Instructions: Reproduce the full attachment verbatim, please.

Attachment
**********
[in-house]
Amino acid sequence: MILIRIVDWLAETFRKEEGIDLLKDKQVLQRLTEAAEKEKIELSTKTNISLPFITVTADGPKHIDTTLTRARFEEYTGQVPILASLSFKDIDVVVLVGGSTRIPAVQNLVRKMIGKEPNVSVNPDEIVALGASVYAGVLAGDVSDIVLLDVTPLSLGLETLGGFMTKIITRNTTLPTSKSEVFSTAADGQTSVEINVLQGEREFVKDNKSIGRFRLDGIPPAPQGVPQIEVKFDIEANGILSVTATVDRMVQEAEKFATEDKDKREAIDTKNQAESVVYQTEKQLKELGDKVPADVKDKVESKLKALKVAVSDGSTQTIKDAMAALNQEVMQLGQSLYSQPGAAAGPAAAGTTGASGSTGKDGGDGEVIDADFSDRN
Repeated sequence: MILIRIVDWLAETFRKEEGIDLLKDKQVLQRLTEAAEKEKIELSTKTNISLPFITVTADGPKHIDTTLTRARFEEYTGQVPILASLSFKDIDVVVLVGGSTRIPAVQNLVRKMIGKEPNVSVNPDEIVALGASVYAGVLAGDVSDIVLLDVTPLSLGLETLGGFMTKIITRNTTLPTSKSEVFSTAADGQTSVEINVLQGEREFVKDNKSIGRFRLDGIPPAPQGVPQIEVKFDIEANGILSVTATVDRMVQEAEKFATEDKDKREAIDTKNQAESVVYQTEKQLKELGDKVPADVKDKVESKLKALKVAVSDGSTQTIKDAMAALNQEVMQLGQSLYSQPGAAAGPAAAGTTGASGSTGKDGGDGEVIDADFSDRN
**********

[in-house]
Amino acid sequence: MILIRIVDWLAETFRKEEGIDLLKDKQVLQRLTEAAEKEKIELSTKTNISLPFITVTADGPKHIDTTLTRARFEEYTGQVPILASLSFKDIDVVVLVGGSTRIPAVQNLVRKMIGKEPNVSVNPDEIVALGASVYAGVLAGDVSDIVLLDVTPLSLGLETLGGFMTKIITRNTTLPTSKSEVFSTAADGQTSVEINVLQGEREFVKDNKSIGRFRLDGIPPAPQGVPQIEVKFDIEANGILSVTATVDRMVQEAEKFATEDKDKREAIDTKNQAESVVYQTEKQLKELGDKVPADVKDKVESKLKALKVAVSDGSTQTIKDAMAALNQEVMQLGQSLYSQPGAAAGPAAAGTTGASGSTGKDGGDGEVIDADFSDRN
Repeated sequence: MILIRIVDWLAETFRKEEGIDLLKDKQVLQRLTEAAEKEKIELSTKTNISLPFITVTADGPKHIDTTLTRARFEEYTGQVPILASLSFKDIDVVVLVGGSTRIPAVQNLVRKMIGKEPNVSVNPDEIVALGASVYAGVLAGDVSDIVLLDVTPLSLGLETLGGFMTKIITRNTTLPTSKSEVFSTAADGQTSVEINVLQGEREFVKDNKSIGRFRLDGIPPAPQGVPQIEVKFDIEANGILSVTATVDRMVQEAEKFATEDKDKREAIDTKNQAESVVYQTEKQLKELGDKVPADVKDKVESKLKALKVAVSDGSTQTIKDAMAALNQEVMQLGQSLYSQPGAAAGPAAAGTTGASGSTGKDGGDGEVIDADFSDRN